12/24/2014 10:36 am ET Updated Feb 23, 2015


At 88 and counting (whatever that means), I suddenly seem to be spending a lot of time with doctors. I'm not complaining. It's good that they have something to work on.

First there is my cardiologist. Having had a heart attack and armed with three stents, I have been seeing him every two to three months for a long time. Routine visits are augmented by special tests. In fact, this morning I had an echo cardiogram and a patch was placed over my heart that I have to wear for two weeks. I'm glad he's pro-active. He really seems to want me to live and works at it. He could just let this 88-year-old play out his life. Is it the money? I hope not. He is not warm and fuzzy but recently he patted me somewhere and said, "You've got a lot of years left."

For two decades I have been seeing my dermatologist every three months. I get mucho sun during vacations and during the summer. Furthermore, when I was young and foolish, I used a reflector to keep the tan going into October and November. He has become a friend and a Facebook friend too. He assures me that I will not die of melanoma.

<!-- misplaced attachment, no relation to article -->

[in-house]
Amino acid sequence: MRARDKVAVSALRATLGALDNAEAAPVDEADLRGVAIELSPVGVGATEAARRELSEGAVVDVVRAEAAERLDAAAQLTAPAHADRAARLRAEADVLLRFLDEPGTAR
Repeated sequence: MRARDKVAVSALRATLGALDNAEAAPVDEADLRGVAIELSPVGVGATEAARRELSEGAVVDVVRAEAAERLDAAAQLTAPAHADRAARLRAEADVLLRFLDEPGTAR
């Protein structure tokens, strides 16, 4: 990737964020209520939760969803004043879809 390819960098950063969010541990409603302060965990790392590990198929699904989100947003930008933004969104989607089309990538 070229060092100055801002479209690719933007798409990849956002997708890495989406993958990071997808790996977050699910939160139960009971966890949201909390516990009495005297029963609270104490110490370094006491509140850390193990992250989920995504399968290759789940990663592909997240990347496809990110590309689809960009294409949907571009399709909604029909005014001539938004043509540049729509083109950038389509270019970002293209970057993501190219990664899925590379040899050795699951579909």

Also four times a year I go to my dentist -- actually to his hygienist, who never fails to scold me for accumulating too much tartar, as if I could control it. I let the dentist examine me only now and then because, if he gets to poke for two minutes and tell one joke, the cost is doubled.

My eye doctor was always once a year. Lately, however, this has been added to because I have cataracts. He does not want to operate and I don't want him to either. But I also like to see. We have to work this out.

Throughout the years, I have been blessed with joints that are loyal and true. No knee replacements, no hip replacements, no rotator cuff or any of that nonsense. A month ago this record was shattered with knee pain, shoulder pain, gout. So now a new doctor at the Hospital for Special Surgery, who says, "What are you doing playing tennis anyway?"

And now I walk with a cane. At first reluctant to display such an obvious accoutrement of old age, I have come to enjoy my persona. With each thump I feel the gravitas of Peter Stuyvesant, an old familiar figure thumping through the streets of the Big Apple. Still observing, still discerning, not to be trifled with. I wave my cane. Out of my way, whipper-snappers.

Yes, doctors take up more and more of my time. Bring 'em on!